Investment Property And Borrowing Power

I recently read an article about an investors observation on increased borrowing power through owning investment properties, in a 2.5 year window. While I agreed with their overall sentiment, (investment property ownership equals asset growth) I felt the article a little over optimistic in the actual amounts lenders are willing to lend, given the increase in assets and extra income from investment properties. You can read the article here. My main concern with the article is the relatively quick time line in getting to the one million dollar borrowing power bench mark.

I have a few rental properties, have owned rental properties for over two decades, have excellent credit, have equity build up in all the properties, and I am just getting to the point where a lender might make a 500K or better loan to me. Here are a few clarifying points I would like to make:

  • Equity in Investment Property is Not Considered an Income Asset:
    In most non-commercial loans the equity in a property is not used to obtain your debt to income status.
  • You Must Have the Liquid Assets to Cover the Loan Costs:
    Chances are that once you buy an investment property you will have used up a good amount of the money you saved up to purchase the investment, the rest will likely be used as a cash reserve to cover missed rents and repairs. This means that the next property will need to wait until you build up new cash reserves, build up equity and refinance with cash out or sell for a profit and buy a more profitable investment property. either way this takes years.
  • Rental Income from Investment Properties is Discounted:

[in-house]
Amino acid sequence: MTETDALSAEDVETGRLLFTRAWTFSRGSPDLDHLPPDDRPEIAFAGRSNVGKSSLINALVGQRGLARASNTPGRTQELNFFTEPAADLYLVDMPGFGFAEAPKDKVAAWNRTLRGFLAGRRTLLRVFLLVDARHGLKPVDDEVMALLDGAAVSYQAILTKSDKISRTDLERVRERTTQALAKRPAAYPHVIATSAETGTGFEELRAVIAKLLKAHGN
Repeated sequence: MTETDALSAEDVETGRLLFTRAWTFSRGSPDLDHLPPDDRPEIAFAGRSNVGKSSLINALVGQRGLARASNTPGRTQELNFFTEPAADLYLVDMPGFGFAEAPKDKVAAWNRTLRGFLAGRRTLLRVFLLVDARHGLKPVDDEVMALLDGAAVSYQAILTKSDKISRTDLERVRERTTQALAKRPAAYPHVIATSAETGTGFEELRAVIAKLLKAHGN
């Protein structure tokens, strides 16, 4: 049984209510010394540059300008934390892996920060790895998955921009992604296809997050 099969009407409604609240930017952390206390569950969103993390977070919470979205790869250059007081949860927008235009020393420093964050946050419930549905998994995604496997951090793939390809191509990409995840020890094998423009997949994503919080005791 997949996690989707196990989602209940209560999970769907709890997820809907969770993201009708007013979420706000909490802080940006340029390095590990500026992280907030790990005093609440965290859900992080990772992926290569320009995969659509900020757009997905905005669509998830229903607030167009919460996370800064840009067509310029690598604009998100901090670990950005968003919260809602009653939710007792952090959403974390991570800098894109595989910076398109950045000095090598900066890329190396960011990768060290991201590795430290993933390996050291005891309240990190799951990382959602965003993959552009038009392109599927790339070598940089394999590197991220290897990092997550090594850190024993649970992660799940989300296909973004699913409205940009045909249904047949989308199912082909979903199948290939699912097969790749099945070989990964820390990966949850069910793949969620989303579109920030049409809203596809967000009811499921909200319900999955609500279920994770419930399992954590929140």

Lenders view rental income in cash flow terms. There will always be an assumption of vacancy calculated into there estimate of income drawn from rental income, regardless of the true vacancy rate. Typical is the assumption that rental income for each unit is discounted by a 25% vacancy rate or higher. If you are doing much better then that average for most or all of your rentals, this factor can be a negative impact on your ability to borrow.
  • You Need to Show a Good Track Record in Mortgage Payments:
    It takes time to build up good credit history. When it comes to large sum loans like a mortgage, lenders will want to see a few years of mortgage payment history before lending to most property investors.

The above points are not meant to discourage new investors, but rather to show a more realistic time line in building up a descent property investment portfolio. Put in simple terms, if you manage to save 20K a year and want to purchase a 6 unit rental property on the market for 400K ( a low value in my area), you are looking at a 5year wait just to come up with the down payment. As you acquire more property and have years of equity build up, you will have more buying power, but that 1 million dollar loan is not going to occur in 2-3 years, more like 10+ years, (for conventional lenders).

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